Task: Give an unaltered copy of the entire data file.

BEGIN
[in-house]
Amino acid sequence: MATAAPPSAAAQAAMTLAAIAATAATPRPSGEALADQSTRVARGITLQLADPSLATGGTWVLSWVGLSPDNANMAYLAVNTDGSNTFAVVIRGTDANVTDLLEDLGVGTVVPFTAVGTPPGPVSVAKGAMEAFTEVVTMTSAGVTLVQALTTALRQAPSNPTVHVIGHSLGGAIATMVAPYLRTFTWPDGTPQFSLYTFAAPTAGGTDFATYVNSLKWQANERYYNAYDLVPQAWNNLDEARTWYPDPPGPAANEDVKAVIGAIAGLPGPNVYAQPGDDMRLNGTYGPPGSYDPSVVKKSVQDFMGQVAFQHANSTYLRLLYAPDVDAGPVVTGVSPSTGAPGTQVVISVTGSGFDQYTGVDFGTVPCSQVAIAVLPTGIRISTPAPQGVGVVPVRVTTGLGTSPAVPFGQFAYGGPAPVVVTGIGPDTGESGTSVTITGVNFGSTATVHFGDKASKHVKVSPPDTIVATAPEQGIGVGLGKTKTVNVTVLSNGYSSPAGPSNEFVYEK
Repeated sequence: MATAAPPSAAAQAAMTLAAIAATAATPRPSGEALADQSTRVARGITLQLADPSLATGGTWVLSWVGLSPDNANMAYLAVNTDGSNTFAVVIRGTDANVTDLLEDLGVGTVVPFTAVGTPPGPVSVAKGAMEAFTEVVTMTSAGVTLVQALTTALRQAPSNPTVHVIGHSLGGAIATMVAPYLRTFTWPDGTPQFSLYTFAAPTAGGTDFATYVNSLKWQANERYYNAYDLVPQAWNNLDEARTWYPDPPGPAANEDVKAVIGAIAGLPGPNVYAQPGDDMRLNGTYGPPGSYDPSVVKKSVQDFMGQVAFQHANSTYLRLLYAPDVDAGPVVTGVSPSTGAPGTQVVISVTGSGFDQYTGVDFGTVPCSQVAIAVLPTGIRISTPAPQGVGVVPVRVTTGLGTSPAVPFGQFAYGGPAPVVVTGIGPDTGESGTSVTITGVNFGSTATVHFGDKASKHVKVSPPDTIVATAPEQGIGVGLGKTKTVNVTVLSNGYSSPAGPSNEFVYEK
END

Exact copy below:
[in-house]
Amino acid sequence: MATAAPPSAAAQAAMTLAAIAATAATPRPSGEALADQSTRVARGITLQLADPSLATGGTWVLSWVGLSPDNANMAYLAVNTDGSNTFAVVIRGTDANVTDLLEDLGVGTVVPFTAVGTPPGPVSVAKGAMEAFTEVVTMTSAGVTLVQALTTALRQAPSNPTVHVIGHSLGGAIATMVAPYLRTFTWPDGTPQFSLYTFAAPTAGGTDFATYVNSLKWQANERYYNAYDLVPQAWNNLDEARTWYPDPPGPAANEDVKAVIGAIAGLPGPNVYAQPGDDMRLNGTYGPPGSYDPSVVKKSVQDFMGQVAFQHANSTYLRLLYAPDVDAGPVVTGVSPSTGAPGTQVVISVTGSGFDQYTGVDFGTVPCSQVAIAVLPTGIRISTPAPQGVGVVPVRVTTGLGTSPAVPFGQFAYGGPAPVVVTGIGPDTGESGTSVTITGVNFGSTATVHFGDKASKHVKVSPPDTIVATAPEQGIGVGLGKTKTVNVTVLSNGYSSPAGPSNEFVYEK
Repeated sequence: MATAAPPSAAAQAAMTLAAIAATAATPRPSGEALADQSTRVARGITLQLADPSLATGGTWVLSWVGLSPDNANMAYLAVNTDGSNTFAVVIRGTDANVTDLLEDLGVGTVVPFTAVGTPPGPVSVAKGAMEAFTEVVTMTSAGVTLVQALTTALRQAPSNPTVHVIGHSLGGAIATMVAPYLRTFTWPDGTPQFSLYTFAAPTAGGTDFATYVNSLKWQANERYYNAYDLVPQAWNNLDEARTWYPDPPGPAANEDVKAVIGAIAGLPGPNVYAQPGDDMRLNGTYGPPGSYDPSVVKKSVQDFMGQVAFQHANSTYLRLLYAPDVDAGPVVTGVSPSTGAPGTQVVISVTGSGFDQYTGVDFGTVPCSQVAIAVLPTGIRISTPAPQGVGVVPVRVTTGLGTSPAVPFGQFAYGGPAPVVVTGIGPDTGESGTSVTITGVNFGSTATVHFGDKASKHVKVSPPDTIVATAPEQGIGVGLGKTKTVNVTVLSNGYSSPAGPSNEFVYEK